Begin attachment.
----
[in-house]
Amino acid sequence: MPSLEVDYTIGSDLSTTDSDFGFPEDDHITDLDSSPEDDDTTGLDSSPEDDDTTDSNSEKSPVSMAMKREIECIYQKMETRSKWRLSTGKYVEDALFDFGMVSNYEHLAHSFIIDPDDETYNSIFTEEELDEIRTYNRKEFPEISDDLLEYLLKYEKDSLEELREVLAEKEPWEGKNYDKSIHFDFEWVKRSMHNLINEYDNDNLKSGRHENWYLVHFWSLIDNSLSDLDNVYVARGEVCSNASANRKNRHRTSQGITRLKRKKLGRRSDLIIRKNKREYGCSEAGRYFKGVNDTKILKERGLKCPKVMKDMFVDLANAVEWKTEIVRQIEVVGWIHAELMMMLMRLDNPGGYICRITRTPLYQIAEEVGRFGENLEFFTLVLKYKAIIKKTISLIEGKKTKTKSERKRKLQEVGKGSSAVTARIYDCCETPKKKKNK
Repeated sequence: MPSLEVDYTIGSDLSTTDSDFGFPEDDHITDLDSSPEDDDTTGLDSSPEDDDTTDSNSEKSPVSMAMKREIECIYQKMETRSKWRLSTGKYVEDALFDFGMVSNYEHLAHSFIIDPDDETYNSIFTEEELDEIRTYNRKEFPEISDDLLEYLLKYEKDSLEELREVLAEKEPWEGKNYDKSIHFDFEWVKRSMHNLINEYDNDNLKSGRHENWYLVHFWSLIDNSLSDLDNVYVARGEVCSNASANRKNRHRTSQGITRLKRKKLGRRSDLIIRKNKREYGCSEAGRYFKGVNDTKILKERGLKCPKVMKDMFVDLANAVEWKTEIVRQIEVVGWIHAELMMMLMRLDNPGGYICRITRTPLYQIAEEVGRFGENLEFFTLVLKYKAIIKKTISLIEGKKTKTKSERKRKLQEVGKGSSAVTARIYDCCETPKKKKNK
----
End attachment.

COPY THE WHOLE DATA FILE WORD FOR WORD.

[in-house]
Amino acid sequence: MPSLEVDYTIGSDLSTTDSDFGFPEDDHITDLDSSPEDDDTTGLDSSPEDDDTTDSNSEKSPVSMAMKREIECIYQKMETRSKWRLSTGKYVEDALFDFGMVSNYEHLAHSFIIDPDDETYNSIFTEEELDEIRTYNRKEFPEISDDLLEYLLKYEKDSLEELREVLAEKEPWEGKNYDKSIHFDFEWVKRSMHNLINEYDNDNLKSGRHENWYLVHFWSLIDNSLSDLDNVYVARGEVCSNASANRKNRHRTSQGITRLKRKKLGRRSDLIIRKNKREYGCSEAGRYFKGVNDTKILKERGLKCPKVMKDMFVDLANAVEWKTEIVRQIEVVGWIHAELMMMLMRLDNPGGYICRITRTPLYQIAEEVGRFGENLEFFTLVLKYKAIIKKTISLIEGKKTKTKSERKRKLQEVGKGSSAVTARIYDCCETPKKKKNK
Repeated sequence: MPSLEVDYTIGSDLSTTDSDFGFPEDDHITDLDSSPEDDDTTGLDSSPEDDDTTDSNSEKSPVSMAMKREIECIYQKMETRSKWRLSTGKYVEDALFDFGMVSNYEHLAHSFIIDPDDETYNSIFTEEELDEIRTYNRKEFPEISDDLLEYLLKYEKDSLEELREVLAEKEPWEGKNYDKSIHFDFEWVKRSMHNLINEYDNDNLKSGRHENWYLVHFWSLIDNSLSDLDNVYVARGEVCSNASANRKNRHRTSQGITRLKRKKLGRRSDLIIRKNKREYGCSEAGRYFKGVNDTKILKERGLKCPKVMKDMFVDLANAVEWKTEIVRQIEVVGWIHAELMMMLMRLDNPGGYICRITRTPLYQIAEEVGRFGENLEFFTLVLKYKAIIKKTISLIEGKKTKTKSERKRKLQEVGKGSSAVTARIYDCCETPKKKKNK